As January rolls around once again, I’m feeling the gluttonous feasting of Christmas past catch up with me; perhaps losing weight is not such a bad idea after all. Everyone is at it. The advertisements in my peripheral vision flash brightly, captivating my attention once more to join the local gym. Like most of us in the 21st century, we have become accustomed to a life of instant gratification; a quick-fix will do just fine.
I turn towards the gatekeeper of quick and easily accessible knowledge – the internet – in a self-induced frenzy. I must be able to find something online. The internet has arguably become the world’s’ biggest source of medical information in the world, for crying out loud!
The pursuit of a new me, a better me, has become an obsession. Society has constructed the need for these panaceas for ill health; celebrities such as Jennifer Aniston and Gwyneth Paltrow swear by juice cleanses; if it is good enough for them, it must be good enough for me.The truth, however, is something different entirely.
The idea of purification from the calorific sins of your past seems like a good idea in theory, but is mainly an archaic belief to purge the religious sins for purity. Replacing the word ‘sin’ with toxin, and the ritual a ‘detox’ leaves you with an empty wallet and an even emptier feeling of regret as you stand by the juice bar with a £7 carrot and mango smoothie, questioning why you ever decided to indulge in this cup of viscous orange hopelessness.
This is the crux of the problem; we are being sold a treatment for a condition that does not exist. The ‘detox diet’ supposedly helps you to shed those pounds, but there is evidence to suggest that fasting and low-calorie diets lower the body’s natural rate of metabolism; once normal levels of eating, rapid weight gain usually follows. If that did not sway you, research has revealed that ‘laxative teas’ contributes to dehydration, the loss of electrolytes, and impairment of digestive functions. The detox diet is effectively creating a problem for you to solve – costly not only for your finances, but for your physiology as well.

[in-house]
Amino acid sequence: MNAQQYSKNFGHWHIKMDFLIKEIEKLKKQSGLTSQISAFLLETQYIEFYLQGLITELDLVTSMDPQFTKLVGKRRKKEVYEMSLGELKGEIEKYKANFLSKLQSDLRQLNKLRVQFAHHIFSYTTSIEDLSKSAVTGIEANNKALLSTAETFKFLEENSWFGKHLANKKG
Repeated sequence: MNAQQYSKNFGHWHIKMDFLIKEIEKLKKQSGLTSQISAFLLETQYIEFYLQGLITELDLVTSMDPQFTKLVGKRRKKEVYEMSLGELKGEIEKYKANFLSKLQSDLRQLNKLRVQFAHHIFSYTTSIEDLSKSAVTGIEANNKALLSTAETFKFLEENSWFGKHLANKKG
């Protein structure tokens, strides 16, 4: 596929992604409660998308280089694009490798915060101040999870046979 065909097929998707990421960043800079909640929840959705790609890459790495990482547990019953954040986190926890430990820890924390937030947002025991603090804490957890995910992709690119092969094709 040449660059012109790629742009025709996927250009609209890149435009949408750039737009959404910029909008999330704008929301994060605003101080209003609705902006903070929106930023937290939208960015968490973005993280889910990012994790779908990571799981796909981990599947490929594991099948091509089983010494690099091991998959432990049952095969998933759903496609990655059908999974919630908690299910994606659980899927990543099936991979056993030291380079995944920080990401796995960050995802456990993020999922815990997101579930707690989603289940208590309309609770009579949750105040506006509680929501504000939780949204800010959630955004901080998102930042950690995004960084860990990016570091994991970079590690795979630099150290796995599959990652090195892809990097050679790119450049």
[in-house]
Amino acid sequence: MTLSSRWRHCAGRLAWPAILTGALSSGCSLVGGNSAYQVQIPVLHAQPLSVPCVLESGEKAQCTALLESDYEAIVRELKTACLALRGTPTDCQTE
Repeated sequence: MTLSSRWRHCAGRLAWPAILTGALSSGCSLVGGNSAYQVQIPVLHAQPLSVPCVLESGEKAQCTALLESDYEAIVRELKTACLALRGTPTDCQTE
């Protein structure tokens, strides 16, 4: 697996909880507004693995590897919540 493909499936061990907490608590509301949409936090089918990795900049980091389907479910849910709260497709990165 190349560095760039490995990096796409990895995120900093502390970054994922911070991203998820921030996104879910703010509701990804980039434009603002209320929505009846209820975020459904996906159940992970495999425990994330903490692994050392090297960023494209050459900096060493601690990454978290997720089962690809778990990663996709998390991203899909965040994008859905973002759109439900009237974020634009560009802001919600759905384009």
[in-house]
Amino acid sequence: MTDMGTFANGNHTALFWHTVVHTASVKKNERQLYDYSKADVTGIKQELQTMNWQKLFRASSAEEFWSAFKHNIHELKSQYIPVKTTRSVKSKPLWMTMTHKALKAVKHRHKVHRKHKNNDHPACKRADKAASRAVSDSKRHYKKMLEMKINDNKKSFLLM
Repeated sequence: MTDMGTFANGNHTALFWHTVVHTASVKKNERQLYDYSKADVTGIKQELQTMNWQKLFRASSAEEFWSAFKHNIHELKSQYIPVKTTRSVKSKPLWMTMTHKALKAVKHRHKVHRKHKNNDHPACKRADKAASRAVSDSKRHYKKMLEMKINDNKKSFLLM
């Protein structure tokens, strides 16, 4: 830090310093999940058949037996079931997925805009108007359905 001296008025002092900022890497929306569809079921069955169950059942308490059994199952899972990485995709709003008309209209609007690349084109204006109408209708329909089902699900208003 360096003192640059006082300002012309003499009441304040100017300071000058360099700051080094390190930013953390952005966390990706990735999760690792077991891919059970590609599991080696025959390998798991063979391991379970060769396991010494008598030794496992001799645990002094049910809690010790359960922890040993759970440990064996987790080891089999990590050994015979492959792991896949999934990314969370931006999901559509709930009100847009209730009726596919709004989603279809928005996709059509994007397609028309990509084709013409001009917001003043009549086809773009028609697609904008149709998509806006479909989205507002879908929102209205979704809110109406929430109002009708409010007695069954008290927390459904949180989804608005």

One of the main issues of detox solutions, is that not one product alludes to any specific toxins that they are claiming to heal the user from. This industry vaguely entertains the notion of ‘toxins’, ignoring the fundamental scientific truth in favour of making a quick dollar; there is currently no scientific evidence that backs up these spurious claims.
The National Center for Complementary and Integrative Health explains that: ‘There isn’t any convincing evidence that detox or cleansing programmes actually remove toxins from your body or improve your health. Weight loss on a detox diet may be because these diets are often very low in calories.’ This is as relevant then as it is now. If only consumers were able to disseminate this information before sacrificing their health, and their dignity, to the fake-health machine.
So, what lessons can we learn from detox dieting? Firstly, your internal organs are hard at work ‘detoxing’ your system already. Like an angry colleague, it would be wise to leave them be. Detox diets give the impression that your health can be reduced to simple ideas like ‘toxins’, and it is this kind of misinformation that leads to confusion, and in some cases, can even lead to worse health than when you started.
There is good news, and there is bad news. The bad news is that there are, rather unfortunately, no quick fixes to human physiology: a life of moderation (healthy eating, exercise, etc.) is recommended, and can naturally improve psychological functions. The good news is that by becoming aware of this, you are one step closer to becoming more empowered. You know the truth, and there is power in knowledge. Use it wisely.
George Farmer is an MSc Cyberpsychology student at the University of Wolverhampton. George passionate about the critical evaluation of online resources, and information in general. His research interests usually focus around the psychosocial benefits and disadvantages of video gaming, but he enjoys writing about a variety of elements of psychology, including (but not limited to) the awareness of pseudoscientific practices.